But Sen. Orrin Hatch of Utah, the ranking Republican on the Senate Finance Committee, called the situation "unacceptable" and said he intended to look into it.

Governors have been clamoring for relief from Medicaid costs, complaining that federal rules drive up spending and limit state options. The program is now one of the top issues in budget negotiations between the White House and Congress. Republicans want to roll back federal requirements that block states from limiting eligibility.

Medicaid is a safety net program that serves more than 50 million vulnerable Americans, from low-income children and pregnant women to Alzheimer's patients in nursing homes. It's designed as a federal-state partnership, with Washington paying close to 60 percent of the total cost.

Early retirees would be a new group for Medicaid. While retirees can now start collecting Social Security at age 62, they must wait another three years to get Medicare, unless they're disabled.

Some early retirees who worked all their lives may not want to join a program for the poor, but others might see it as a relatively painless way to satisfy the new law's requirement that most Americans carry health insurance starting in 2014. It would help tide them over until they qualify for Medicare.

The actuary's office said the early retirees eligible for Medicaid would be on top of an estimated 16 million to 20 million new people that Obama's law already brings into the program, by opening it to childless adults with incomes near the poverty level.

It's unclear how much it would cost to cover the retirees. Federal taxpayers will cover the entire initial cost of the expansion.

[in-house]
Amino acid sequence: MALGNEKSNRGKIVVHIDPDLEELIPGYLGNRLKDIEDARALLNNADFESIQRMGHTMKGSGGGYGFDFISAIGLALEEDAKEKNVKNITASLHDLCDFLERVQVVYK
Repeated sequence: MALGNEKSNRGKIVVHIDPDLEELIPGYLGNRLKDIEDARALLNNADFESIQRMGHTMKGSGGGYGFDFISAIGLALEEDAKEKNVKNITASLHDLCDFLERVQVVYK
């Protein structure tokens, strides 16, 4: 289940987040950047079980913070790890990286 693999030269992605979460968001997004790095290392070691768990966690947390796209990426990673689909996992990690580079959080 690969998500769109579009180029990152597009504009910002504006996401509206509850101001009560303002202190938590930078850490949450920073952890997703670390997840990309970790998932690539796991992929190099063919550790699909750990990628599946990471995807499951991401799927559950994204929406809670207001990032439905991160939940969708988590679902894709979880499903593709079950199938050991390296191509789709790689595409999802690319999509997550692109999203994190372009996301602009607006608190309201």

Republicans already see a problem.

Former Utah governor Mike Leavitt said bringing early retirees in will "just add fuel to the fire," bolstering the argument from Republican governors that some of Washington's rules don't make sense.

"The fact that this is being discovered now tells you, what else is baked into this law?" said Leavitt, who served as Health and Human Services secretary under President George H.W. Bush. "It clearly begins to reveal that the nature of the law was to put more and more people under eligibility for government insurance."

The Medicare actuary's office roughed out some examples to illustrate how the provision would work. A married couple retiring at 62 in 2014 and receiving the maximum Social Security benefit of $23,500 apiece could get $17,000 from other sources and still qualify for Medicaid with a total income of $64,000.

That $64,000 would put them at about four times the federal poverty level, which for a two-person household is $14,710 this year. The Medicaid expansion in the health care law was supposed to benefit childless adults with incomes up to 133 percent of the poverty level. A fudge factor built into the law bumps that up to 138 percent.